Sisters of Mercy

The Sisters of Mercy, a Roman Catholic community of women dedicated to prayer and service, was founded in Ireland in 1831 by devout, well-educated Catherine McAuley. The Sisters of Mercy first sent teachers and nurses to the United States in 1843. In 1860, urged by Bishop William Elder of Mississippi, the Sisters of Mercy’s Baltimore convent sent six nuns to Vicksburg to teach. The order eventually created a network of schools that significantly contributed to the education, health care, and culture of people of diverse races, religions, and backgrounds. The “street sisters” worked with local people to identify and respond to community needs. The Sisters founded twenty-six schools, including institutions for African American and Choctaw students; ran several hospitals and a school of nursing; and spearheaded the training of teachers for children with special needs.

In 1862, during the Civil War bombardment of Vicksburg, the Sisters’ school closed and became a hospital. The nuns nursed Confederate soldiers, fleeing with more than one thousand sick and wounded men east to Jackson and north to Oxford before retreating in boxcars to Shelby Springs, Alabama. Sr. Ignatius Sumner’s journal of the events vividly describes the nuns’ experiences.

After the war, the Sisters returned to Vicksburg and attempted to regain their property, which had been occupied by Union soldiers. Only after an appeal to the US Congress and a direct order from Secretary of War Edwin Stanton was the school released. Within a decade, young Mississippi women joined the Sisters, and schools were founded in Jackson, Meridian, and Pass Christian. More than two hundred Mississippi nuns ultimately served in schools, hospitals, and health and social services throughout the state.

During the 1878 yellow fever epidemic, six Sisters gave their lives serving the ill, and the convent cared for twenty orphans until homes were found. When Edwards, Mississippi, was under quarantine for yellow fever in 1897, Vicksburg nuns volunteered to nurse in the town. During the 1918 influenza outbreak they opened night classes for home caregivers. During the polio epidemics in the 1950s Mercy Hospital in Vicksburg was a regional center for pediatric victims.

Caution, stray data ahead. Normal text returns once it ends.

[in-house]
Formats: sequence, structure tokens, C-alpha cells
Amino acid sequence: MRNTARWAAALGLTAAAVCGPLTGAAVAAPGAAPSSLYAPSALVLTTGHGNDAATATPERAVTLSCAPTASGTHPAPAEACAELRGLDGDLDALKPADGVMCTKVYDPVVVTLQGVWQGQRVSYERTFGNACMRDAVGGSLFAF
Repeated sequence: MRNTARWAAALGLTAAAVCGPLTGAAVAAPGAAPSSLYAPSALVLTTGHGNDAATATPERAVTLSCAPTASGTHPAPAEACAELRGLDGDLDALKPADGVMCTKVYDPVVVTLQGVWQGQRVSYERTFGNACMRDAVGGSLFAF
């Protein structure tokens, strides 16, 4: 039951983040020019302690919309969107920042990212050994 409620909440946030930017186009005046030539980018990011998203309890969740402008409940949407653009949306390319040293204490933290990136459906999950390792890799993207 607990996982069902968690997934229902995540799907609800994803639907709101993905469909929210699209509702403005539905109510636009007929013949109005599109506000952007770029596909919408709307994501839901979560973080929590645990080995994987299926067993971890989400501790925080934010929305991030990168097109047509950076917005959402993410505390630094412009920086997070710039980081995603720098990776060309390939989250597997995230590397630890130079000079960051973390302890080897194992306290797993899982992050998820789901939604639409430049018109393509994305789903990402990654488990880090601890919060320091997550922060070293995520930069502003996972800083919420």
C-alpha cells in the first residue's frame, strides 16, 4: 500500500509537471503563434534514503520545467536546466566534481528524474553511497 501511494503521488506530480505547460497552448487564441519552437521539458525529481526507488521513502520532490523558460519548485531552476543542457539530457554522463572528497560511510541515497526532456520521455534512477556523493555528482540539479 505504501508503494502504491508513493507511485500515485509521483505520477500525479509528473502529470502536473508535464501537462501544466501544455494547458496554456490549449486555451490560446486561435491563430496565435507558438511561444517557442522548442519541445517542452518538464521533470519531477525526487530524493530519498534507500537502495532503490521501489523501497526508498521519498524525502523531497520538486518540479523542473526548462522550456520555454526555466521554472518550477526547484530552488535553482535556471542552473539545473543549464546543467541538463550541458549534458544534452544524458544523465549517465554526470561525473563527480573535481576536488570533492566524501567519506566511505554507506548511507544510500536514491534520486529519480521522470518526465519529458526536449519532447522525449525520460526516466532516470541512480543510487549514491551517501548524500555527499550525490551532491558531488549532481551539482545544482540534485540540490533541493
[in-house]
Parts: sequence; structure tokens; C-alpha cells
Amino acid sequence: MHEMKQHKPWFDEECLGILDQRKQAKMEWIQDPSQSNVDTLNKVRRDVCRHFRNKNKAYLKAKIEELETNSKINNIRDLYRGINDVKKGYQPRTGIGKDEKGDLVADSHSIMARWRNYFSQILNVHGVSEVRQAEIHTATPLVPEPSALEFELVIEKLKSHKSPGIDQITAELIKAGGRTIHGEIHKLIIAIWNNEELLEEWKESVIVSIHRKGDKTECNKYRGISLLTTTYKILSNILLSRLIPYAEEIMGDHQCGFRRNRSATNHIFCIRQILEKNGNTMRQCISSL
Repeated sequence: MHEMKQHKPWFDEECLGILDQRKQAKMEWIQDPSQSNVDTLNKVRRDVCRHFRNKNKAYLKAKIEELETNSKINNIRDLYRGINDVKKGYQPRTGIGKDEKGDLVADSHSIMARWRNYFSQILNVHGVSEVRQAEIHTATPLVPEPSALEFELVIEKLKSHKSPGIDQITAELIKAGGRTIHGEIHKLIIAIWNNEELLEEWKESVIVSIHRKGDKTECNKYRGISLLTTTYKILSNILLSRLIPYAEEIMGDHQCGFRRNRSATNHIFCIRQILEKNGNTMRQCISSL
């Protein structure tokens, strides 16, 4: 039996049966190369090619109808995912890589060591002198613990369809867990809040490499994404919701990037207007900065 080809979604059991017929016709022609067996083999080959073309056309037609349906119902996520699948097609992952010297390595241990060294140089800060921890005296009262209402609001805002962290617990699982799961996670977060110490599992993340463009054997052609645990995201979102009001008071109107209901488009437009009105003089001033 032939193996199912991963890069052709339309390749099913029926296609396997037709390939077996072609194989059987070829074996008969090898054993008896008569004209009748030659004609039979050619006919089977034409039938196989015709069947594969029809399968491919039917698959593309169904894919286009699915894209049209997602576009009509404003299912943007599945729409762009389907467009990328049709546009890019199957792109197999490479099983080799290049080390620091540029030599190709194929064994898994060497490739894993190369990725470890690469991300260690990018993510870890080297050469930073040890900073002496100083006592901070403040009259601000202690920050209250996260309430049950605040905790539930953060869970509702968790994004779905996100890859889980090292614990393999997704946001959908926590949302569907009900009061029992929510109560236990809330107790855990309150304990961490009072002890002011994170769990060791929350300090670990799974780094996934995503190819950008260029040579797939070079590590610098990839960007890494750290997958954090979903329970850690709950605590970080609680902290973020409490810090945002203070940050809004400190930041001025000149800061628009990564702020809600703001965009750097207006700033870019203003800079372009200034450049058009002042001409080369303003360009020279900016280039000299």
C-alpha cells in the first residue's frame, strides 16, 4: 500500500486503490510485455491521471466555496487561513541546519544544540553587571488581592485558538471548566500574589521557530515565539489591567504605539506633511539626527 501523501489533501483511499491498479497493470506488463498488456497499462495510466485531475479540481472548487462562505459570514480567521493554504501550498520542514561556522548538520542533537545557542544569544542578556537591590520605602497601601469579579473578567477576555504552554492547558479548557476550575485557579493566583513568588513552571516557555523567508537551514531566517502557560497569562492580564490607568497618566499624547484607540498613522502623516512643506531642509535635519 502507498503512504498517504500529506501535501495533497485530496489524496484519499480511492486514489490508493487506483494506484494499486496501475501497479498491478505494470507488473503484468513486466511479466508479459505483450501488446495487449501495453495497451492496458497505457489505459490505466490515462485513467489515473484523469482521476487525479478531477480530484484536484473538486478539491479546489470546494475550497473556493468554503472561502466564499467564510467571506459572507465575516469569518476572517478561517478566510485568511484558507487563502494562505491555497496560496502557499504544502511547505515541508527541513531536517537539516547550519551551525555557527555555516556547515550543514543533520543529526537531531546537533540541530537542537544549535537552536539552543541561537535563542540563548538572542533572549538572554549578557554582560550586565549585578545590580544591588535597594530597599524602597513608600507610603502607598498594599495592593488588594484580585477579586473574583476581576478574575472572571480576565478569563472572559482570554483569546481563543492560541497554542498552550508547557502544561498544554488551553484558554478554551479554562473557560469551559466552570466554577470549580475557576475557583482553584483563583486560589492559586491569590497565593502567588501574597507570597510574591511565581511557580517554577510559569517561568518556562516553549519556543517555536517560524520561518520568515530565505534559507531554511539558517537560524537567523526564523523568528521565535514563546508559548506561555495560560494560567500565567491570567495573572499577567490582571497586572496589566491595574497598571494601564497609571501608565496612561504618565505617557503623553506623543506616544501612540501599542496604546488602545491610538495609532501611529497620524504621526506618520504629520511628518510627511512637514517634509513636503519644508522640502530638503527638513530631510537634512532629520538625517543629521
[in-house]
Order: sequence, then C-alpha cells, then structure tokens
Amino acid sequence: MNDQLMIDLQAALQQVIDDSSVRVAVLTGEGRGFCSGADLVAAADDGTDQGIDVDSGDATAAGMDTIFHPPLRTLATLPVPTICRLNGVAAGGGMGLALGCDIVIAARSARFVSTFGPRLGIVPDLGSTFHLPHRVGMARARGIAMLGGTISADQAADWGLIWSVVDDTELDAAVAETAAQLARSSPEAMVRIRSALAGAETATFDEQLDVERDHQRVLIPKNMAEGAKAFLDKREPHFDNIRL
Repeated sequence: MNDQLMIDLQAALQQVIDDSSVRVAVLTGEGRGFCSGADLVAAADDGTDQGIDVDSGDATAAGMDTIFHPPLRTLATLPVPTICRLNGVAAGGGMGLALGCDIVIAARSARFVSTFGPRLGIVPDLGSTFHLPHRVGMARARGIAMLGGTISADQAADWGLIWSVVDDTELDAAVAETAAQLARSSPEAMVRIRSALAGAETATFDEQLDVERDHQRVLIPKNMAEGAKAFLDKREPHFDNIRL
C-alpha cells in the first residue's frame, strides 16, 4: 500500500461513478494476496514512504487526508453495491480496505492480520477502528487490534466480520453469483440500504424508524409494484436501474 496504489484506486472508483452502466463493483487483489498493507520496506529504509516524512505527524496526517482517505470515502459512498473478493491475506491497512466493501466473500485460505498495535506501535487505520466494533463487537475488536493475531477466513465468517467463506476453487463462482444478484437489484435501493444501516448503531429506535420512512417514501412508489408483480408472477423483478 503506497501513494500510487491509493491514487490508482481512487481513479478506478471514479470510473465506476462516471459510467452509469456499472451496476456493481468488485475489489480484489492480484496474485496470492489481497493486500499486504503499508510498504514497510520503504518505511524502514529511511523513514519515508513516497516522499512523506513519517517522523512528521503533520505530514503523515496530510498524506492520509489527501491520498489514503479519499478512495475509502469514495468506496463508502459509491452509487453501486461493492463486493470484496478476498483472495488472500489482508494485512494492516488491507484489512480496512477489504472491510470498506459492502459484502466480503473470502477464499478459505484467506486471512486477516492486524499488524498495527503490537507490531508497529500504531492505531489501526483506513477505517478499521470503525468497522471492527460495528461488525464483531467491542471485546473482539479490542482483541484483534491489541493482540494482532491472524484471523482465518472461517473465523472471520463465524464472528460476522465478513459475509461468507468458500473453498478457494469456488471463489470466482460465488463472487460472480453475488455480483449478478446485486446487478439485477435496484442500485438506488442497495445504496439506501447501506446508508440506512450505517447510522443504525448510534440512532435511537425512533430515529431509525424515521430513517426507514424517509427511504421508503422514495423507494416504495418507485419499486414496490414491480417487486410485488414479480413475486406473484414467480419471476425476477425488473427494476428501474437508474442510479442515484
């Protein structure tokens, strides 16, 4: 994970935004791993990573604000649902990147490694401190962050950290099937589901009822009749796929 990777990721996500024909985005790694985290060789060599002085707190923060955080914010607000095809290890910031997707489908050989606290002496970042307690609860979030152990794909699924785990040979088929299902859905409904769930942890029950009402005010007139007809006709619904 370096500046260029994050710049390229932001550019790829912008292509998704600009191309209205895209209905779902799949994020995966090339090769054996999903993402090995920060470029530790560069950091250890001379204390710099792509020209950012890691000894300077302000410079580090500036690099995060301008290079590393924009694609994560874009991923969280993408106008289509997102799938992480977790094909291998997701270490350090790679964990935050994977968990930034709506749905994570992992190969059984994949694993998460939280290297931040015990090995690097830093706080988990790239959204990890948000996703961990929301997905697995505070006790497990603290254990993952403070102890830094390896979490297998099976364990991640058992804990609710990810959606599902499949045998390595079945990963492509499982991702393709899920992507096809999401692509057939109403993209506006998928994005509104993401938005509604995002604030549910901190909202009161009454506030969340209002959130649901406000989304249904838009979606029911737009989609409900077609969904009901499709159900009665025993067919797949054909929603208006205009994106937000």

The Sisters modeled their institutions across the state on the Vicksburg convent and school, St. Francis Xavier Academy, but developed programs suited to local needs and culture. The girls’ schools offered religious instruction that expressed itself in active social development, respect, and celebration of religious, ethnic, and cultural diversity as well as an emphasis on the power and pleasure of the arts, music, and performance. In addition to nursing, the Sisters developed programs to provide prison ministry, home visitation, tutoring, and summer schools for isolated and impoverished rural communities. In turn, graduates organized alumnae associations and for forty years provided funding that enabled the Sisters to earn graduate degrees.

Rising costs and a decline in the number of members led the Sisters to sell Mercy Hospital to a health care company in 1991. The order has also reduced members’ teaching assignments, though they remain active in the state, motivating, tutoring, and working within the communities most in need of education, health care, and development. Since 2008 the Mississippi Sisters have been part of the South Central Community of the Sisters of Mercy, which includes eighteen states, Guam, and Jamaica. In Mississippi, they have a medical mission in the Delta, provide tutors for the Jackson juvenile detention facility, and run various outreach programs, including one in which retired Sisters work to ease Vietnamese and Hispanic immigrants’ transition to America and Mississippi.

Further Reading

  • Mary Bernard, The Story of the Sisters of Mercy in Mississippi, 1860–1930 (1931)
  • Sr. Ignatius Sumner, Angels of Mercy: A Primary Source by Sr. Ignatius Sumner R.S.M. of the Civil War and Yellow Fever, ed. Pauline Oakes (1998)
  • Barbara Roberts, Alabama Heritage (Winter 1989)
  • Sisters of Mercy: South-Central website,
  • St. Francis School: Cradle of the Humanities in Vicksburg, Mississippi, 1860–1990: 35 Oral History Interviews, Vicksburg Collection, Vicksburg–Warren County Public Library

Citation Information

The following information is provided for citations.

  • Article Title Sisters of Mercy
  • Author
  • Website Name Mississippi Encyclopedia
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  • Access Date February 25, 2020
  • Publisher Center for Study of Southern Culture
  • Original Published Date
  • Date of Last Update April 15, 2018